I like a challenge as much as the next person, and to be quite honest, I’m what some might call a competitive person. But only for things that don’t matter: bingo games in high school Spanish classes, who will talk first during a big freeze-out fight, any kind of car passing game during a road trip.
I had absolutely no idea what I was walking into. Dance Quarter is apparently the only studio in town that offers the class, and the description on their website (see below) didn’t clear much up. But I had set my mind to it – I was going to go. And go I did.
I arrived a bit early to talk to Jess, the instructor, and found myself welcomed into the studio, a few blocks off Louisiana Avenue in Uptown, by several employees. Dance Quarter is host to four studio rooms, three on the second floor, and a cute coffee and crepe counter. I was alerted that if I wanted to order before the class the meal I had ordered would be ready for when I was leaving, perfect for a busy weeknight.
Inside the studio, I was greeted by a purple and blue haired Jess and Elizabeth, an instructor she was training in. I was a bit surprised by how attractive the studio was: large wooden sliding barn doors, huge framed mirrors on three walls and plush sofas throughout.
Jess began to explain to me what Dance Trance was and why I’ve probably never heard of it. Although Dance Trance is worldwide, it involves more difficult choreography and a higher fitness level than Zumba does, although all levels are welcome in the introduction class.
Of course, I went on a Tuesday night full of intermediate/advanced students.
Unlike Zumba, where staying in-touch with the Zin online network erases the need to re-do workshops and certification series, Dance Trance is a high-impact cardio-fitness dancing regime that requires instructors to attend yearly workshops and re-establish their membership on an annual basis. Choreography is constantly changing; thus, instructors must keep up with the fast paced revolutions of the craft.
I lingered, as I’m prone to do, until the rest of the class showed up. They were all women in their late twenties, early-to-mid thirties, were obviously all friends and had clearly attended a class before. But at the mention of Zumba in my conversation with Jess, I wasn’t extremely worried. We were in a normal studio, no punching bags lining the wall this time, and I had the mirror and Jess to guide me.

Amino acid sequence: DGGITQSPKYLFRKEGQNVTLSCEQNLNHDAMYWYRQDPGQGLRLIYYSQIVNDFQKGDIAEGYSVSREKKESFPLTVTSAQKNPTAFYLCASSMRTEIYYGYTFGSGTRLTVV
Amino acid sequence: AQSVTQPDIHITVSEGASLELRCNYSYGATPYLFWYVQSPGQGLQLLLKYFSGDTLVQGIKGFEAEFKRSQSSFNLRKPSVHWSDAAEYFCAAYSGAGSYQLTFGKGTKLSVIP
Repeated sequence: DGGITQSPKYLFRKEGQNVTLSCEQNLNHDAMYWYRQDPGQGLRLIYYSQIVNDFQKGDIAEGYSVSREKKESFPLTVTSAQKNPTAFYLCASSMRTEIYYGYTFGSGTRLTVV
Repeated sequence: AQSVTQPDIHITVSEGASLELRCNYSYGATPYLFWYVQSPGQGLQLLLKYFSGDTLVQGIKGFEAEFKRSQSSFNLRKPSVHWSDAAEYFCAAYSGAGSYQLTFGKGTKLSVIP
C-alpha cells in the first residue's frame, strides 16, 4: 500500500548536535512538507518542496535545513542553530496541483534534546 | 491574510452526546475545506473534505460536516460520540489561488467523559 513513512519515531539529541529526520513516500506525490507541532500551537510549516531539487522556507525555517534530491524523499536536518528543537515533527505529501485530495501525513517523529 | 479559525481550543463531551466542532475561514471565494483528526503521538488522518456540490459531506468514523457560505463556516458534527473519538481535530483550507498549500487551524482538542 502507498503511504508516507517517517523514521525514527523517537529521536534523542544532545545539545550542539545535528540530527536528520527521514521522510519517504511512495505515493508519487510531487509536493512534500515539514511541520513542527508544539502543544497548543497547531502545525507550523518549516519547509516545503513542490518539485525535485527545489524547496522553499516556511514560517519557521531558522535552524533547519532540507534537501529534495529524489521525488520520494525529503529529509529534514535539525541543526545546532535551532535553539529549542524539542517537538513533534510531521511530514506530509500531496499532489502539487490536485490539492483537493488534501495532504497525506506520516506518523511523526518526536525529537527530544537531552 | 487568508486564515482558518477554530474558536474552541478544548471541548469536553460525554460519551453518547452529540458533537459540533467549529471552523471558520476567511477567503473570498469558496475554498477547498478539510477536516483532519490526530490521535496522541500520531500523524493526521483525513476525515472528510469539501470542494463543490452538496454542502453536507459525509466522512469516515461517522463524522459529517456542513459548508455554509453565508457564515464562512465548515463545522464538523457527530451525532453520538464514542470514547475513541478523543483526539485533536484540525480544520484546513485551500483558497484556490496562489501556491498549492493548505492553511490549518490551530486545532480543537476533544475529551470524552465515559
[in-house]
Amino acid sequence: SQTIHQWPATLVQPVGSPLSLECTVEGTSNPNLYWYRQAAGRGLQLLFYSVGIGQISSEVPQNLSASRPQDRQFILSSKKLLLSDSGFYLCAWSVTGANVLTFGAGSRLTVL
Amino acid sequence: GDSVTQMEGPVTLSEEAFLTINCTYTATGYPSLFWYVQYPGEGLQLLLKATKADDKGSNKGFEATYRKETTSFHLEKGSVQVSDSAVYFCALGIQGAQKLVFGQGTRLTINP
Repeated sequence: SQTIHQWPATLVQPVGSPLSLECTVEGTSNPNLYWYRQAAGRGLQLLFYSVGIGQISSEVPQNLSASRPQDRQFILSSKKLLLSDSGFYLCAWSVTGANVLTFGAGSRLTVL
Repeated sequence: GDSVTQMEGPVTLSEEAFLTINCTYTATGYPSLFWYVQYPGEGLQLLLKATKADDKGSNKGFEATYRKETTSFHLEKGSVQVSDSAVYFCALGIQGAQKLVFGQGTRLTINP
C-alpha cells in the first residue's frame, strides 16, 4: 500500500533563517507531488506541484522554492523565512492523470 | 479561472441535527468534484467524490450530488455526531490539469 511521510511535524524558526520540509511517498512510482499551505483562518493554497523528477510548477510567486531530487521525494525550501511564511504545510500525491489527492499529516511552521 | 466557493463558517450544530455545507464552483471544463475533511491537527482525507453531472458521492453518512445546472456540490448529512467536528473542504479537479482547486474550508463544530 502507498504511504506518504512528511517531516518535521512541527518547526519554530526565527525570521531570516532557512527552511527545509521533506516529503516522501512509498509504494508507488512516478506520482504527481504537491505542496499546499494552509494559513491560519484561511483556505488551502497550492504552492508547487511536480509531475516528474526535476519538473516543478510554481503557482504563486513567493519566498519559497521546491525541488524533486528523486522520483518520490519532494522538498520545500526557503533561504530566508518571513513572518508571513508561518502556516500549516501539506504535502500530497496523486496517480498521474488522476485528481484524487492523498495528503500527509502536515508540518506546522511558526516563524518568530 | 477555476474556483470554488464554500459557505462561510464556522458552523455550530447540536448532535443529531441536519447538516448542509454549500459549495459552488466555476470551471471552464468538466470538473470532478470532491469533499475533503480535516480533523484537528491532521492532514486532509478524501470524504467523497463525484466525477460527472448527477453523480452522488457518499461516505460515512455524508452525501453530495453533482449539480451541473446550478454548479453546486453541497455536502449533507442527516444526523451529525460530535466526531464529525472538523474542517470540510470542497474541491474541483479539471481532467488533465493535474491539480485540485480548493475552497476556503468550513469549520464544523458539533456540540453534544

It’s always when you say you’ll do fine that you fail.
Despite summer being an off-season for fitness, especially in New Orleans, we made the cut for what Jess estimated as the average patronage per class: between six and fifteen per class.The two instructors and myself included, there were 11 people in the studio. As with any fitness dance class, we started out with a few slow warm-ups.
Soon, I found myself sweating and losing my place. I quit ballet far too soon for turns and legs kicks to become an ingrained move of any kind. And despite a lack of instruction, I caught on easily as Jess has assured me before the class started. Like most dance-based fitness classes, the chorus and each verse has its own specific set of moves that’s repeated anywhere from two to six or more times in a particular song, giving most students enough time to begin to develop a sense for what’s coming next or how to do the move.
What I did learn is that Dance Trance is definitely a come-every-week-make-friends kind of exercise class. I felt a little strange as a random drop-in student, (although the studio does offer drop-in fees, as well as class packages) but that may have been in part with my being the only new student in a room full of advanced students.
40-minutes into the class, Jess turned off the main lights and we did two songs under a few neon lights that lit the studio up like what I can only assume a strip club looks like. To be quite honest, I rather enjoyed doing a few songs with the cover of darkness; my fumbling, lack of ability to twirl with grace and sweat were a lot less visible underneath the lower lighting. But reality came back to embrace us for the last few songs, as we ended the class each sporting a sheen of sweat.
It’s difficult to describe Dance Trance. Anyone who has been to a Zumba class and a hip-hop dancing class can imagine the mixed child of those two: the gracefulness of dancing from Zumba routines, the intensity and quick changes that are native to hip-hop. All in all it was a rewarding experience, as any new fitness class is. I’d highly recommend going to a beginners class, perhaps with a friend, and making a pact to attend five or ten classes, learn the routines and make it a part of your weekly schedule. It’s the kind of class that you learn to know the instructor, become quick friends with the other students and find yourself loving once you get the routine down.
In addition to Dance Trance, Dance Quarter is host to both individual fitness classes as well as group classes, such as swing dancing, salsa, samba and the tango. Individual classes include barre, DT, flamenco, mat Pilates and more.
Despite New Orleans’ reputation for its unhealthy lifestyle, the city offers a multitude of alternative fitness classes that can try to chip away at the deep fried shrimp you had for lunch in your po-boy.
I loved searching NOLA for its hidden workout gems. Dance Trance was my final stop for this summer’s alternative fitness series. You can keep up with more on fitness and health in the Big Easy, with NolaVie health and wellness column Summer in the City.